Recently, Grace’s focus has shifted from the lab to two new areas of interest: public health and reproductive justice, both of which she discovered through resources found at OSU. Her passion for these topics led to her involvement with a public health research group, where she worked alongside Dr. Jessica Gorman, an associate professor in OSU’s College of Public Health and Human Sciences, researching the effects of cancer survivorship on reproductive health and interpersonal relationships.
Of all her accomplishments at OSU, Grace is particularly proud of her role as president of OSU Rotaract. “This is a club focused on community service, like a rotary club,” she says. She joined midway through her first year, when the COVID-19 pandemic started. “It was small at first, but it allowed me to get close with the people in the club,” she says. They went out and volunteered in their spare time and focused on ways they could partner with other community groups and further support other clubs on campus. Grace was elected president in September 2021.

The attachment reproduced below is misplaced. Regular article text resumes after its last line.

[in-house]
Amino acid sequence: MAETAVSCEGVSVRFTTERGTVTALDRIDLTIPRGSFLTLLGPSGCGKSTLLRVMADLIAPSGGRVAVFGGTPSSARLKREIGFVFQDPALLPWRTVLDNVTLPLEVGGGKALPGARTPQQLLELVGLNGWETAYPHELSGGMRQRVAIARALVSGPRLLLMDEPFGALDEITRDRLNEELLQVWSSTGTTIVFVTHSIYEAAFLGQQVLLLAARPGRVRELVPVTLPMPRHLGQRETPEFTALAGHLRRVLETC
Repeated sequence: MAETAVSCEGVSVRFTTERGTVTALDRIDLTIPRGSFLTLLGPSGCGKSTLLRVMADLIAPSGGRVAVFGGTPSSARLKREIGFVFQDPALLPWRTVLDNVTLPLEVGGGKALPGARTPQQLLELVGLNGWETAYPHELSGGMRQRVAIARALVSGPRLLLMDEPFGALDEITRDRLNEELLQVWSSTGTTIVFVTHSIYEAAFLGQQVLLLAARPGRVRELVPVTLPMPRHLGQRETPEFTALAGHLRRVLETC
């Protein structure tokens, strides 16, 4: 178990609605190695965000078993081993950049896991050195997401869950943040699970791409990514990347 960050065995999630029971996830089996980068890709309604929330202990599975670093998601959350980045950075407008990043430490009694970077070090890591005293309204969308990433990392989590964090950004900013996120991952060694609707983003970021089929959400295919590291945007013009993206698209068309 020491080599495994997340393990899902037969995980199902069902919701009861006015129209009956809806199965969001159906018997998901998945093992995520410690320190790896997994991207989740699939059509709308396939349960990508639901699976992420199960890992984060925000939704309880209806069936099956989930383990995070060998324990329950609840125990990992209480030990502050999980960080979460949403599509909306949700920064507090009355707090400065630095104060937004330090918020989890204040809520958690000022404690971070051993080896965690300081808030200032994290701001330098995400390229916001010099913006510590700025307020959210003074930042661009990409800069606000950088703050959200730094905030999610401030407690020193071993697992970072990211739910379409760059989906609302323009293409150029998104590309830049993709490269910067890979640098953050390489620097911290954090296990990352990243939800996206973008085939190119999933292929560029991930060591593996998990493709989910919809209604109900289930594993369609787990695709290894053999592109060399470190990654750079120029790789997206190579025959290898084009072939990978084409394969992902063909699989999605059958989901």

Girls’ Empowerment Education and Outreach Club
Grace’s on-campus involvement is not limited to the Rotaract Club, either. In May 2021, she was elected co-president of the Girls’ Empowerment Education and Outreach Club, a student-led organization whose mission is to “engage elementary, middle school and high school girls in topics related to the STEM fields and to inspire girls to pursue careers related to these fields.”